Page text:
Mayor: recent E. coli scare in Puslinch nothing but a hoax

A recent E. coli scare in Puslinch Township turned out to be nothing but an ill-advised hoax, perhaps carried out by overzealous opponents of a proposed gravel pit. 

On Aug. 6, Mayor Brad Whitcombe said two recent drinking water samples tested positive for the E. coli bacteria.

The water samples were supposedly taken from private wells near the site of the proposed Roszell Road gravel pit, where residents cited past spreading of biosolids on that property as a possible source of the bacteria.

The health unit responded by telling the residents not to consume the well water or even to brush their teeth with it, Whitcombe noted.

However, it was later re­vealed to the mayor – by a resident who submitted one of the samples – that the water was in fact not drinking water at all, but surface water from an area next to the Speed River.

“That’s when I hit the roof,” Whitcombe said in an interview. “It was a stupid move … an abuse of the [free water testing] system.”

Rob Thompson, Director of Health Protection with the Wellington-Dufferin-Guelph Public Health, said any reports of E.coli in drinking water samples “set off a number of alarm bells,” es­pecially considering the eight confirmed cases recently linked to the University of Guelph’s food services.

“It’s a bit unsettling that someone would be doing that,” Thompson said of the sample tampering in Puslinch. “It’s problematic and people just shouldn’t be doing it.”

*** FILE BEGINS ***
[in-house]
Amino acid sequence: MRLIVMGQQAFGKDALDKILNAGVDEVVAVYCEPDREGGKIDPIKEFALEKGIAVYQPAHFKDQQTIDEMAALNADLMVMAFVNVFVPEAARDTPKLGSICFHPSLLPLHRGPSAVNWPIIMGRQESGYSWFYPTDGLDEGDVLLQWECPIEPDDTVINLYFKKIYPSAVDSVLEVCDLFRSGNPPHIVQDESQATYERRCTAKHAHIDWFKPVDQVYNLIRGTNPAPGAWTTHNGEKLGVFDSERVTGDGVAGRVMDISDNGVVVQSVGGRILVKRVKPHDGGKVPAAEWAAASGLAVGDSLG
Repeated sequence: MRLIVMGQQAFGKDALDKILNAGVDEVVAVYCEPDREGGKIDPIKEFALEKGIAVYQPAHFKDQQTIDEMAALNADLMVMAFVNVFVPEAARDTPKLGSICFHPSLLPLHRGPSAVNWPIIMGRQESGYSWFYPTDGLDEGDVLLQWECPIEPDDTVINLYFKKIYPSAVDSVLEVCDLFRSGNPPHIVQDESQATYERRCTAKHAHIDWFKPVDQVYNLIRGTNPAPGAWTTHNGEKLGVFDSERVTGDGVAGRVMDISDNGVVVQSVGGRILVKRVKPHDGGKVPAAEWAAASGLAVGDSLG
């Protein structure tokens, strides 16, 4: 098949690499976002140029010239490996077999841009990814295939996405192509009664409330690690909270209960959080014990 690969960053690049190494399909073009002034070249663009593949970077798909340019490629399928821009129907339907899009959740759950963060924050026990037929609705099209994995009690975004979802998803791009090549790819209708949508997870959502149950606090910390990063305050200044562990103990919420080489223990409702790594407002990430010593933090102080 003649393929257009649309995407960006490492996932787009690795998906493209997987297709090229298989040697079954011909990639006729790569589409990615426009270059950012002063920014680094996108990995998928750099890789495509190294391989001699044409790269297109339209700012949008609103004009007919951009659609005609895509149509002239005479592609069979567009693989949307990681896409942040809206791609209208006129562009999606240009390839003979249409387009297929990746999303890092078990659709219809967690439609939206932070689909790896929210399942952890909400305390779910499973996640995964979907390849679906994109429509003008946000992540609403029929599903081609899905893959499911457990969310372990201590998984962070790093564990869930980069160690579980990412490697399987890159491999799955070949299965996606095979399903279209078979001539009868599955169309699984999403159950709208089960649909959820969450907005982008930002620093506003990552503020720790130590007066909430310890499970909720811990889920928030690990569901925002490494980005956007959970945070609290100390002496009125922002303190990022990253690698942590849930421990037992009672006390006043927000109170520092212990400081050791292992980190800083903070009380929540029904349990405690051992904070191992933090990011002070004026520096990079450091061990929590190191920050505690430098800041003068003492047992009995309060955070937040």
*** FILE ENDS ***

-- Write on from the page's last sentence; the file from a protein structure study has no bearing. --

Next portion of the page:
He noted the health unit has not heard anything about the matter since, and in fact was first informed about the issue by  township officials.

Thompson stressed it is not uncommon for surface water to test positive for E. coli at this time of year.

While such matters are not the direct responsibility of the municipality, Whitcombe said he felt he had to speak out.

“When the word ‘Walker­ton’ comes up in a conversation, as the head of council I have to act,” he said.

He added the hoax was “mis­guided” and “very distressing,” and such actions “erode the public process,” as council is already faced with a difficult decision about the gravel pit.

Whitcombe said he hopes this was an isolated incident and residents will remain respectful of testing well water on a regular basis. Thompson also en­couraged regular testing of private well water.

Councillor Matthew Bul­mer said he understands residents have concerns, but deliberately trying to deceive everyone is not a good idea.

“Sometimes when you get down and dirty the mud sticks to you, too,” Bulmer said of those responsible. He suggested the least those individuals could do is offer to cover the lab costs for the tests.

Whitcombe told council he has since been informed by township experts that E. coli does not last very long in soil, and if present would have been moving in the opposite direction. Therefore, past biosolid spread­ing on the property would likely not affect readings in nearby wells, he added.

The mayor stressed he is not aware of any legitimate water quality issues in the township.